Julie Ann Sosa, MD MA FACS is the Leon Goldman MD Distinguished Professor of Surgery and Chair of the Department of Surgery at the University of California San Francisco (UCSF), where she is also a Professor in the Department of Medicine and affiliated faculty for the Philip R. Lee Institute for Health Policy Studies. Dr Sosa came to UCSF in 2018 from Duke. Her clinical interest is in endocrine surgery, with a focus in thyroid cancer. She is an NIH- and FDA-funded investigator and author of more than 400 peer-reviewed publications and 80 book chapters and reviews, all largely focused on outcomes research, health care delivery, hyperparathyroidism, and thyroid cancer, with a focus on clinical trials. She has authored or edited 7 books. Dr Sosa is the immediate Past-President of the American Thyroid Association (ATA) and serves on the Board of Directors/Executive Council of the ATA and International Thyroid Oncology Group; for the ATA, she is chairing the committee responsible for writing the next iteration of differentiated thyroid cancer guidelines. She is the Editor-in-Chief of the World Journal of Surgery and an editor of Greenfield’s Surgery: Scientific Principles and Practice. She has mentored more than 90 students, residents, and fellows, for which she was recognized with induction as a full member to the American College of Surgeons Academy of Master Educators in 2020, and by the ATA with the Lewis E. Braverman Distinguished Lectureship Award in 2017 and its Distinguished Service Award in 2022. She received the Chancellor’s Diversity Award in 2022 for the Advancement of Women at UCSF. Dr Sosa was born in Montreal and raised in upstate New York. She received her AB at Princeton, MA at Oxford, and MD at Johns Hopkins, where she completed the Halsted residency and a fellowship.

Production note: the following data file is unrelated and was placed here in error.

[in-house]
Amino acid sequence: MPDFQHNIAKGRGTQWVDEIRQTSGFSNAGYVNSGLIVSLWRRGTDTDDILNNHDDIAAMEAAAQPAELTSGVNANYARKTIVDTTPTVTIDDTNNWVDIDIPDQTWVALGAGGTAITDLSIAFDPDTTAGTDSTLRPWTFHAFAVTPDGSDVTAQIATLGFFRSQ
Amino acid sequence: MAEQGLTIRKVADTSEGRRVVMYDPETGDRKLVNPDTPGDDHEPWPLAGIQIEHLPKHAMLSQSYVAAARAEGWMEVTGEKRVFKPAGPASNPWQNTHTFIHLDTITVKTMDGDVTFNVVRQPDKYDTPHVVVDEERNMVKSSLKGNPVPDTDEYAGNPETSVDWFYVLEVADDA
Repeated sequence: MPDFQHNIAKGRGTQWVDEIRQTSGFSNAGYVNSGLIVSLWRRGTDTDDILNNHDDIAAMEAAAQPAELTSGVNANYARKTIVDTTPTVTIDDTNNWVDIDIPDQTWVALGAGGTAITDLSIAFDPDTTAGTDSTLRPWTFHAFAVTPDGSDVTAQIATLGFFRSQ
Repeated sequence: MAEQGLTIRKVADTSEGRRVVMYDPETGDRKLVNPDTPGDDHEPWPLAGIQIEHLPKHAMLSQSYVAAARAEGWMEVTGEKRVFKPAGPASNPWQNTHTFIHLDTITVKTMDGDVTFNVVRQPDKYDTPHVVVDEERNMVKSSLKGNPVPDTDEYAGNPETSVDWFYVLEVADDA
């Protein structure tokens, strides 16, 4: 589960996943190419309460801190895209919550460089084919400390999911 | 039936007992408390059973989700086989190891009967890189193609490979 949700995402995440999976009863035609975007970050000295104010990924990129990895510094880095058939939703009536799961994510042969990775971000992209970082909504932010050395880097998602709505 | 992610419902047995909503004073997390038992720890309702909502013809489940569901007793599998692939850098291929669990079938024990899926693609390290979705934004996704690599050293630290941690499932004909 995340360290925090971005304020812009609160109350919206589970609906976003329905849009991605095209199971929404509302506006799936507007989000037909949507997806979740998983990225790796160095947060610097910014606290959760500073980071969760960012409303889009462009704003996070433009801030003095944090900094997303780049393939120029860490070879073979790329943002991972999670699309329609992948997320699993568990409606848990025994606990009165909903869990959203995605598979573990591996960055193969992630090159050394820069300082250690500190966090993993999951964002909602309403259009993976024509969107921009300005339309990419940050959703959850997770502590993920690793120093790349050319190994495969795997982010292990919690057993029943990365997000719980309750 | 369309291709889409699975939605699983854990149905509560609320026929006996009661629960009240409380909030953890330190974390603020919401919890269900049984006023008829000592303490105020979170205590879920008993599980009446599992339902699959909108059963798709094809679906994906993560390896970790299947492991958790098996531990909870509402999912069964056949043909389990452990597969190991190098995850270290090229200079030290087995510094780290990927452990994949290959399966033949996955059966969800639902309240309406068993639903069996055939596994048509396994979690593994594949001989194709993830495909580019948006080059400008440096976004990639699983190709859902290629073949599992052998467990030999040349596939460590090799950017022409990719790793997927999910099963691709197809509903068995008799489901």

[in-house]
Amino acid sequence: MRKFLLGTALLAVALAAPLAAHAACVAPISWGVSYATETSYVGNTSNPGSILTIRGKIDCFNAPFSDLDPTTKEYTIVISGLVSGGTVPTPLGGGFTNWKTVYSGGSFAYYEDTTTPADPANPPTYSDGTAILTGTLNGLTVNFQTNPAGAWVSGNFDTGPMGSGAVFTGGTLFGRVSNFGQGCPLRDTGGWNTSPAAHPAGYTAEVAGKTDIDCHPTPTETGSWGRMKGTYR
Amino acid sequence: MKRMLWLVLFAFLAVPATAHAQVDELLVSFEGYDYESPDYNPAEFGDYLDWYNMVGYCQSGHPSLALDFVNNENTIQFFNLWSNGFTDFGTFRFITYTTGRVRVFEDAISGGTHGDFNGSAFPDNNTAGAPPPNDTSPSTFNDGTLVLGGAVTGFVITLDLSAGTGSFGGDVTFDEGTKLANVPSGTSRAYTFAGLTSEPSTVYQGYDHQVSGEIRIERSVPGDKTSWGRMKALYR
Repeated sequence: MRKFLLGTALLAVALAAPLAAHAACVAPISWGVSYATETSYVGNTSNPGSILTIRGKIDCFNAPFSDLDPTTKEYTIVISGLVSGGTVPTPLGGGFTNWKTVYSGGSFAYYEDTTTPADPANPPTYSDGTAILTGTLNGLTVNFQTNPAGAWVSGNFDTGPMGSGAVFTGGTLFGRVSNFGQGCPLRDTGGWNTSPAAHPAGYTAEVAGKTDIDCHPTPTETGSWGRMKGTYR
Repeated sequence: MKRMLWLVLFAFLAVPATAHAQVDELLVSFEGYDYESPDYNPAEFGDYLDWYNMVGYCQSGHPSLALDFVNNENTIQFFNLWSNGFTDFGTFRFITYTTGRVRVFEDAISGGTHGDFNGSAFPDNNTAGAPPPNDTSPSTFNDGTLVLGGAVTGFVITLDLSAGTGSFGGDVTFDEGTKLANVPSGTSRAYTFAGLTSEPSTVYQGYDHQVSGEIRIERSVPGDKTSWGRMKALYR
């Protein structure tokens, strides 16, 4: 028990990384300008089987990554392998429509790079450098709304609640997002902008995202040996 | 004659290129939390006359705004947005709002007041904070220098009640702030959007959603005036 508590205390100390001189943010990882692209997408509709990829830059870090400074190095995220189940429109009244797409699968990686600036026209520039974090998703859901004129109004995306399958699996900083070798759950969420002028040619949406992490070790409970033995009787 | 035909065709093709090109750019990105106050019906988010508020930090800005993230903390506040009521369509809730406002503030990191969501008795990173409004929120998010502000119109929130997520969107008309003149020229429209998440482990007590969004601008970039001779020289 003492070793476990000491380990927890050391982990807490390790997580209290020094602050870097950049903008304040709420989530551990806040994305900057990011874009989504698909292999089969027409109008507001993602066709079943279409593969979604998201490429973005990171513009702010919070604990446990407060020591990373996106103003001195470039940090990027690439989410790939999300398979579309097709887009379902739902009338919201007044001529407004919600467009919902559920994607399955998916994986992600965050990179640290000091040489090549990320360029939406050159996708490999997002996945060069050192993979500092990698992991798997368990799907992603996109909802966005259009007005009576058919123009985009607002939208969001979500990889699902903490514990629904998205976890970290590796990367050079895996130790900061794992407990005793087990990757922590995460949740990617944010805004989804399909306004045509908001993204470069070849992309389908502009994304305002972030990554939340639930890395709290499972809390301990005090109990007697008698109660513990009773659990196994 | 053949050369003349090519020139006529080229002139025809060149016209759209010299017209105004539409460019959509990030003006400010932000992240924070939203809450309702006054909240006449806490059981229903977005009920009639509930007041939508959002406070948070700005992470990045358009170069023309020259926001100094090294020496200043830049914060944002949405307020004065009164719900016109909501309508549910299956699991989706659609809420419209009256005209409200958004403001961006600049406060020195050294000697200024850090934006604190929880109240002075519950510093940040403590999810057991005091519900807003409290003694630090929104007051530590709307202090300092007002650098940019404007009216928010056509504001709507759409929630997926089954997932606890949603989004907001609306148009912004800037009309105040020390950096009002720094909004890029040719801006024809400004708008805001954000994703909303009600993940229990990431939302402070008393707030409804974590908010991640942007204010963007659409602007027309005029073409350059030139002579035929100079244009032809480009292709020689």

1. How did you get interested in endocrine surgery? I spent 6 months during residency on the breast and endocrine surgery service at the John Radcliffe and Churchill Hospitals in Oxford as a specialist registrar and loved it. My Halsted residency training program made me into a pancreatic surgeon but I retooled myself into an endocrine surgeon – and I haven’t looked back!
2. How were you inspired to become a Chair of Surgery and who was your primary mentor to achieve that position? I had the strong sponsorship and encouragement of other women leaders who I’d met through ELAM and (literally) on a bus at a surgical meeting who counseled and supported me along the way. Becoming Chair of Surgery at UCSF is my dream job, and I’m so thankful.
3. You have had a rich and successful research history, what are your current research interests and clinical trials and what area should budding endocrine surgeons be investigating? I love science. My research interests have evolved over time. I continue to do health services research, now focusing more on things like the impact of paid sick leave on health care utilization, and multi-institutional registry work to better understand the natural history of a rare disease (medullary thyroid cancer). Our newest R01 is focused around trying to develop ways to effectively diversify the surgical work force.